Asian Spine J Search


Asian Spine J > Volume 12(3); 2018 > Article
Kai, Ikuta, Masuda, Kitamura, Senba, and Shidahara: Surgical Outcomes of Minimally Invasive Stabilization for Spinal Fractures in Patients with Ankylosing Spinal Disorders


Study Design

A retrospective study.


To evaluate the clinical and radiological outcomes of ankylosing spinal disorder (ASD) patients with spinal fractures treated by minimally invasive stabilization (MISt) using percutaneous pedicle screws (PPSs).

Overview of Literature

ASDs, such as ankylosing spondylitis (AS) and diffuse idiopathic skeletal hyperostosis (DISH), increase susceptibility to spinal fractures because of extremely decreased spinal flexibility. Such fractures tend to be unstable and, consequently, should be treated with multiple-segmental internal fixation. However, conventional internal fixation procedures can severely damage the soft tissue, resulting in severe hemorrhage. Therefore, MISt is the preferred approach to treat spinal fractures in ASD patients.


Nine ASD patients (four males and five females; three AS and six DISH patients) with spinal fractures who were treated by MISt using PPSs, were reviewed from April 2009 to August 2016. One patient died of aspiration pneumonia during follow-up (FU), and the remaining eight patients underwent clinical and radiological evaluation.


The mean age at surgery was 79.6 years (range, 68–95 years). The mean duration of postoperative FU was 14.2 months (range, 3–30 months). All treated fractures were anterior and posterior element injuries with distraction. Three patients presented delayed onset preoperative neurological deficit following trauma. The mean operation time was 179.6 minutes (range, 92–340 minutes). The mean hemorrhage was 103.6 mL (range, unquantifiable to 480 mL). Radiological evaluations at FU showed preservation of the acceptable postoperative correction of the fractured vertebra, as there were no re-collapses of the fractured vertebrae during FU.


ASD patients must be acknowledged as highly susceptible to unstable spinal fractures, even after relatively mild trauma. MISt using PPSs may be an effective treatment for spinal fractures in such patients.


Ankylosing spinal disorders (ASDs), including ankylosing spondylitis (AS) and diffuse idiopathic skeletal hyperostosis (DISH), remarkably increase susceptibility to unstable spinal fractures, even following relatively mild trauma, because of an extreme reduction of spinal flexibility [1-5]. Such fractures often cannot be identified on plain radiographs, which lead to a delayed diagnosis. Furthermore, these fractures are often accompanied by delayed neurological deficits [6-9].
The ideal surgical treatment for these unstable fractures remains controversial. Although multiple-segmental internal fixation is usually recommended [7,9-11], conventional internal fixation procedures can severely damage the soft tissue, resulting in severe hemorrhage [12]. Recently, minimally invasive stabilization (MISt) has been used to treat several disorders, including degenerative diseases, trauma, tumors, and infection.
The aim of this study was to evaluate the clinical and radiological outcomes of ASD patients with spinal fractures treated by MISt using percutaneous pedicle screws (PPSs).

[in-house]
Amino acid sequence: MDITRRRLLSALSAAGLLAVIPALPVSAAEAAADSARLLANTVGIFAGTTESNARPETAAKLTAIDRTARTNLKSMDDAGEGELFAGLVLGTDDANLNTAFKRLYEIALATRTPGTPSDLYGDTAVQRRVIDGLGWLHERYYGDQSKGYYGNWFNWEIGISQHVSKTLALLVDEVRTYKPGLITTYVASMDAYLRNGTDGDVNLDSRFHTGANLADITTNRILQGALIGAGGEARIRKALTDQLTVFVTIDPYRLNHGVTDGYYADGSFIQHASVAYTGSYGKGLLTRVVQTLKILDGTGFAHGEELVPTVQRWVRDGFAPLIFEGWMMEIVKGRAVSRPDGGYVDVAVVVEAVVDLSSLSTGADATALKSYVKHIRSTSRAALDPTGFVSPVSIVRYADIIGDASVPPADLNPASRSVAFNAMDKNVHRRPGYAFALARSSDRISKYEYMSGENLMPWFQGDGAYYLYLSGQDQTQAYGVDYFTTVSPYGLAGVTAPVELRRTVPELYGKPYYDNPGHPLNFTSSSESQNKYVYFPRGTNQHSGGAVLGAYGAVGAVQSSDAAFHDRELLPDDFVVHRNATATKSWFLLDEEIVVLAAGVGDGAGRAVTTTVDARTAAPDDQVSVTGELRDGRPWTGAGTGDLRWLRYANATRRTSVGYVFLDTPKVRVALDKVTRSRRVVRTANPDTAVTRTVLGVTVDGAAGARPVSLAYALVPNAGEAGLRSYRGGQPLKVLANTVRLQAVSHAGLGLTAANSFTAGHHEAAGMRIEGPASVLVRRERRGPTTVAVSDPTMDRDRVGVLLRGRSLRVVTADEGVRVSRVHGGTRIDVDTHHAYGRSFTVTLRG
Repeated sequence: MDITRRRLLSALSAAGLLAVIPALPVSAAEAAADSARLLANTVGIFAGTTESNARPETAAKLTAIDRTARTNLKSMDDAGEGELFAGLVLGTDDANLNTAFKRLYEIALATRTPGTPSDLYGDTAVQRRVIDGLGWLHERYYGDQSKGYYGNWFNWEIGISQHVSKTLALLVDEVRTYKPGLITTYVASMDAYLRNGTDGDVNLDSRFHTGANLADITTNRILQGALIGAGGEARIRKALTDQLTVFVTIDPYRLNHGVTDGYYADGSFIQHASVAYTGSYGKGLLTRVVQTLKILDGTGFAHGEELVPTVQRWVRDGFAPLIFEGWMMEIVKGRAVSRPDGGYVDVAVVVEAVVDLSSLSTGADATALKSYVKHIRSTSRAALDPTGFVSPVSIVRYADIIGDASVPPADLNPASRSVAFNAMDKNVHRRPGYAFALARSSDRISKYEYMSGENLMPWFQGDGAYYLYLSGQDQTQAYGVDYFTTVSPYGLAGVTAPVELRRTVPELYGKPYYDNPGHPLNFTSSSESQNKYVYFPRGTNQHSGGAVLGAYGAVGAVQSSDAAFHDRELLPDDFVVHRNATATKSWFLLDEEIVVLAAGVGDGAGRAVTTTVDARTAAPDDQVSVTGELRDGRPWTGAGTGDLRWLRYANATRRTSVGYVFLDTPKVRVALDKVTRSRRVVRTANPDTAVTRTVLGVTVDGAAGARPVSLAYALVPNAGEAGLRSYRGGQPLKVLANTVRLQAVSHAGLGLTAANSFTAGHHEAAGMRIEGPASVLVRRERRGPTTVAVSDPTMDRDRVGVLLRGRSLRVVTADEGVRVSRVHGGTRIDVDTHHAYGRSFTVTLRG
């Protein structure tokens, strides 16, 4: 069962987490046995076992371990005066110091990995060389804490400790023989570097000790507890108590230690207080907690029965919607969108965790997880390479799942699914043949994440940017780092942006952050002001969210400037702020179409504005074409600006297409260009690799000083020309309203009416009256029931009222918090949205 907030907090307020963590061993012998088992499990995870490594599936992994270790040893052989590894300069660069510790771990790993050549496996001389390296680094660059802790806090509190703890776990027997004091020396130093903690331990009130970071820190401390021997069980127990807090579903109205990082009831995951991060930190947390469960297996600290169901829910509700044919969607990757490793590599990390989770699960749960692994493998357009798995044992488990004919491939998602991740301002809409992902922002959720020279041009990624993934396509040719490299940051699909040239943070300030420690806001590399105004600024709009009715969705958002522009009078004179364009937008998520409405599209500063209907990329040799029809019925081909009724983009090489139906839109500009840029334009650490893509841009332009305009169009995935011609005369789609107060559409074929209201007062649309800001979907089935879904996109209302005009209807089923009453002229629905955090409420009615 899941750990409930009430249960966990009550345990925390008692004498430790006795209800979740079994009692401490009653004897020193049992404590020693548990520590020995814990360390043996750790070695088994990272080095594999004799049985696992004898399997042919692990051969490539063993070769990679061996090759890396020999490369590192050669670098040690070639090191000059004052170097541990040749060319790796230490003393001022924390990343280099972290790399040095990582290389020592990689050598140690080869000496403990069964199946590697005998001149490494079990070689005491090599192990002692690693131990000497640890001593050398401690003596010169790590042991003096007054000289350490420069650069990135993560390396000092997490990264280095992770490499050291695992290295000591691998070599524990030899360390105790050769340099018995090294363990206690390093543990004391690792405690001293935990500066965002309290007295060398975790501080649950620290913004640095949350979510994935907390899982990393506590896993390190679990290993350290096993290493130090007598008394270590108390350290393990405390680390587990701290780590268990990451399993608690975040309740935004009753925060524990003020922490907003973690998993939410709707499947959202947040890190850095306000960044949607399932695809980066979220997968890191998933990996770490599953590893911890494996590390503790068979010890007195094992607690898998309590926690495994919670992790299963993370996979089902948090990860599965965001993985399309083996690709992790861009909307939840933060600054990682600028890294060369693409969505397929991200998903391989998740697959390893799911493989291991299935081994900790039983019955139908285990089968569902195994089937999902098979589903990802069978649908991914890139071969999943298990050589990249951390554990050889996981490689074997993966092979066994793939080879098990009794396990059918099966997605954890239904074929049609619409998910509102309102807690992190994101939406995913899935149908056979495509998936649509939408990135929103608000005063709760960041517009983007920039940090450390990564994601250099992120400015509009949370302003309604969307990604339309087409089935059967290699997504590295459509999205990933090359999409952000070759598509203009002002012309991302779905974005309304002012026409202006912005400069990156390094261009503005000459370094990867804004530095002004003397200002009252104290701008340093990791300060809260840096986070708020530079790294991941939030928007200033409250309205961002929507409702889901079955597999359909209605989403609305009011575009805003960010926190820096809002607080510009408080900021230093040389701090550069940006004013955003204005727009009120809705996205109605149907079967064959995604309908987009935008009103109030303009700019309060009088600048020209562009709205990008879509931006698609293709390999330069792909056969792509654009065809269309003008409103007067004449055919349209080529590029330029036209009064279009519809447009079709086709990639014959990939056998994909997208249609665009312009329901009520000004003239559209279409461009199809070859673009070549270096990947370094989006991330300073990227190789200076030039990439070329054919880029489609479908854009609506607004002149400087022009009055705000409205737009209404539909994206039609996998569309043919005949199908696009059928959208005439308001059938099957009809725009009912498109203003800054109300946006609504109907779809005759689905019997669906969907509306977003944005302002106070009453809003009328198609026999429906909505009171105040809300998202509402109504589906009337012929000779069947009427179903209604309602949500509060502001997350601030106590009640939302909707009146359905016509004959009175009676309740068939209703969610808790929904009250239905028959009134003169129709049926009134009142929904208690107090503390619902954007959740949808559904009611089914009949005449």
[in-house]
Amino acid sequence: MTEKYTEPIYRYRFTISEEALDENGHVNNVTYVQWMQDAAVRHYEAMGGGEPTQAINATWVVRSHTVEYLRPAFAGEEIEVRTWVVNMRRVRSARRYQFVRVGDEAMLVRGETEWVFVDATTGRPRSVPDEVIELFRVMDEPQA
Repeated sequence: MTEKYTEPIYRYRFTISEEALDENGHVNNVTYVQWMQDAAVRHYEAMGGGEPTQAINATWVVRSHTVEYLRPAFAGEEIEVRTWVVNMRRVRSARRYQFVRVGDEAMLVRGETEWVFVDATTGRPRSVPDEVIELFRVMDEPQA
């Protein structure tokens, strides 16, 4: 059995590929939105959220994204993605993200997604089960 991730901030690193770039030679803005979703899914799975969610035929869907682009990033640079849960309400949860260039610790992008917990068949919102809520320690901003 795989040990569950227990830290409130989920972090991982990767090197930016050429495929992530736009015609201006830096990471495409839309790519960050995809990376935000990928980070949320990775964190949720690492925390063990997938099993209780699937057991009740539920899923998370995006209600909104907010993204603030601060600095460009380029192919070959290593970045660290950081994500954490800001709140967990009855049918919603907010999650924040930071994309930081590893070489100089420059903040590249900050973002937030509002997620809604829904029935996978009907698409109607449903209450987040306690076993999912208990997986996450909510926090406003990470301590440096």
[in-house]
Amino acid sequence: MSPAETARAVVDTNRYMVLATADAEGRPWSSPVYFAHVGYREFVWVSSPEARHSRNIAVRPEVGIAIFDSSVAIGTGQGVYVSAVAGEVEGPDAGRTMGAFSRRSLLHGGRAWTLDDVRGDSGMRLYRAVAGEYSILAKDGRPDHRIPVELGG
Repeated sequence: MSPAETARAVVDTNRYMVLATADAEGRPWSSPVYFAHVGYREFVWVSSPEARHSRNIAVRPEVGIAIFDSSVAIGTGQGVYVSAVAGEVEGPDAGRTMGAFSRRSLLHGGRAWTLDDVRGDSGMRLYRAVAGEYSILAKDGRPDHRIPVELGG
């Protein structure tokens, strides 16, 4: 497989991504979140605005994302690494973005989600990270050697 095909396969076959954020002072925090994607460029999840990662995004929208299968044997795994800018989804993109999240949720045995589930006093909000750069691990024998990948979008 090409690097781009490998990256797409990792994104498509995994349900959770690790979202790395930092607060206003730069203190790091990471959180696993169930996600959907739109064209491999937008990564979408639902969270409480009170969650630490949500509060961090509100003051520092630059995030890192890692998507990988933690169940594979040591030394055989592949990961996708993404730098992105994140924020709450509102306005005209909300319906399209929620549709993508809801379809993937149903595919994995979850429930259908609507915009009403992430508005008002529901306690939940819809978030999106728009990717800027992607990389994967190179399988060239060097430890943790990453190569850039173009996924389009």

Materials and Methods

Between April 2009 and August 2016, we retrospectively reviewed patients with spinal fractures who were diagnosed with either AS or DISH at Karatsu Red Cross Hospital. Twelve patients underwent surgical treatment, among whom three were excluded as they were treated with conventional internal fixation procedures. Therefore, nine patients (three AS and six DISH patients) who were treated by MISt using PPSs were included in the study. AS and DISH diagnosis was according to clinical and radiological findings [4,5]. Data were obtained from medical records and operation notes. Assessment of postoperative health-related quality-of-life was according to the EuroQol-5D (EQ-5D) [13], which was administered as a medical interview, conducted at the final follow-up (FU).
All patients underwent preoperative plain radiography and computed tomography (CT). Postoperative plain radiographs were obtained in the prone position immediately after surgery and in a standing position at the final FU. The sagittal Cobb’s angle and the fractured vertebra’s anterior and posterior heights were measured before and after surgery and at the final FU. The sagittal Cobb’s angle was defined as the angle formed between a line drawn parallel to the superior endplate of the vertebra above the fracture and a line drawn parallel to the inferior endplate of vertebra below the fracture (Fig. 1). Kyphotic angulation was described with positive values. The anterior and posterior vertebral heights were measured as the distance between the upper and lower endplates at the anterior and posterior walls of the fractured vertebral body, respectively. One patient died of aspiration pneumonia 3 months after surgery, and the remaining eight patients underwent clinical and radiological evaluation.

1. Surgical technique

MISt was performed by spinal surgeons with the patients in the prone position on a radiolucent table under general anesthesia. Intraoperative anteroposterior and lateral images were obtained using fluoroscopy. Skin incisions were marked laterally over each chosen pedicle using fluoroscopy. A Jamshidi needle was inserted into the vertebral body through the pedicle, and a guide wire was inserted through the needle into the vertebral body. The needle was carefully removed, and cannulated cancellous screws were inserted over the guide wires. Percutaneous vertebroplasty using hydroxyapatite was performed in the posterior instrumentation to achieve anterior column support. This was not performed in cases where the structural stability of the anterior column was evident.